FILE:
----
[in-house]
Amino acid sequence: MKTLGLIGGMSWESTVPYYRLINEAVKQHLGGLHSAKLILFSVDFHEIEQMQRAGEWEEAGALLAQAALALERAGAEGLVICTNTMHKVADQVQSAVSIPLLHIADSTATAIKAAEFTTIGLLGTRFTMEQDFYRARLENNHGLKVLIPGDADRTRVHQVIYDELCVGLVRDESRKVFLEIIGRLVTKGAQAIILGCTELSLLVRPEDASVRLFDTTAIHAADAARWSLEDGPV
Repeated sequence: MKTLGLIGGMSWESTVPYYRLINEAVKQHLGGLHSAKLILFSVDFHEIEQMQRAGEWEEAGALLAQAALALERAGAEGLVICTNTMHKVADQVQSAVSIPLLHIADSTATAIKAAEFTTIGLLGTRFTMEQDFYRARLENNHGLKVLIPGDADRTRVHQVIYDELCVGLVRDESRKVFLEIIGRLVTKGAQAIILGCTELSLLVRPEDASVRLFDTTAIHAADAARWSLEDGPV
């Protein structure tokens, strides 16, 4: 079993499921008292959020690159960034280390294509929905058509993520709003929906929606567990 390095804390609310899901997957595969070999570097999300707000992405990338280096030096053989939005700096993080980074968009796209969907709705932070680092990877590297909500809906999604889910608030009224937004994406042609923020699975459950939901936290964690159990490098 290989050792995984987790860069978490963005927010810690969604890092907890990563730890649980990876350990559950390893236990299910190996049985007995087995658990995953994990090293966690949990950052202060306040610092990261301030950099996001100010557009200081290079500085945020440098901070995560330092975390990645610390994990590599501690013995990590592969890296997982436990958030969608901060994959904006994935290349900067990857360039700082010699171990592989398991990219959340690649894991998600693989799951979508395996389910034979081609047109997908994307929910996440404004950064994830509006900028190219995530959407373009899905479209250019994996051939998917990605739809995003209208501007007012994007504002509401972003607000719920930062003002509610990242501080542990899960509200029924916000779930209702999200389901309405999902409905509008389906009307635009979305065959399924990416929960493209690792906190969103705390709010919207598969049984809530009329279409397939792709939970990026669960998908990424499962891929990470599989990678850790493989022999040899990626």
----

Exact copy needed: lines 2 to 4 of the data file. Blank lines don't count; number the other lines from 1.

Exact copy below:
Amino acid sequence: MKTLGLIGGMSWESTVPYYRLINEAVKQHLGGLHSAKLILFSVDFHEIEQMQRAGEWEEAGALLAQAALALERAGAEGLVICTNTMHKVADQVQSAVSIPLLHIADSTATAIKAAEFTTIGLLGTRFTMEQDFYRARLENNHGLKVLIPGDADRTRVHQVIYDELCVGLVRDESRKVFLEIIGRLVTKGAQAIILGCTELSLLVRPEDASVRLFDTTAIHAADAARWSLEDGPV
Repeated sequence: MKTLGLIGGMSWESTVPYYRLINEAVKQHLGGLHSAKLILFSVDFHEIEQMQRAGEWEEAGALLAQAALALERAGAEGLVICTNTMHKVADQVQSAVSIPLLHIADSTATAIKAAEFTTIGLLGTRFTMEQDFYRARLENNHGLKVLIPGDADRTRVHQVIYDELCVGLVRDESRKVFLEIIGRLVTKGAQAIILGCTELSLLVRPEDASVRLFDTTAIHAADAARWSLEDGPV
């Protein structure tokens, strides 16, 4: 079993499921008292959020690159960034280390294509929905058509993520709003929906929606567990 390095804390609310899901997957595969070999570097999300707000992405990338280096030096053989939005700096993080980074968009796209969907709705932070680092990877590297909500809906999604889910608030009224937004994406042609923020699975459950939901936290964690159990490098 290989050792995984987790860069978490963005927010810690969604890092907890990563730890649980990876350990559950390893236990299910190996049985007995087995658990995953994990090293966690949990950052202060306040610092990261301030950099996001100010557009200081290079500085945020440098901070995560330092975390990645610390994990590599501690013995990590592969890296997982436990958030969608901060994959904006994935290349900067990857360039700082010699171990592989398991990219959340690649894991998600693989799951979508395996389910034979081609047109997908994307929910996440404004950064994830509006900028190219995530959407373009899905479209250019994996051939998917990605739809995003209208501007007012994007504002509401972003607000719920930062003002509610990242501080542990899960509200029924916000779930209702999200389901309405999902409905509008389906009307635009979305065959399924990416929960493209690792906190969103705390709010919207598969049984809530009329279409397939792709939970990026669960998908990424499962891929990470599989990678850790493989022999040899990626």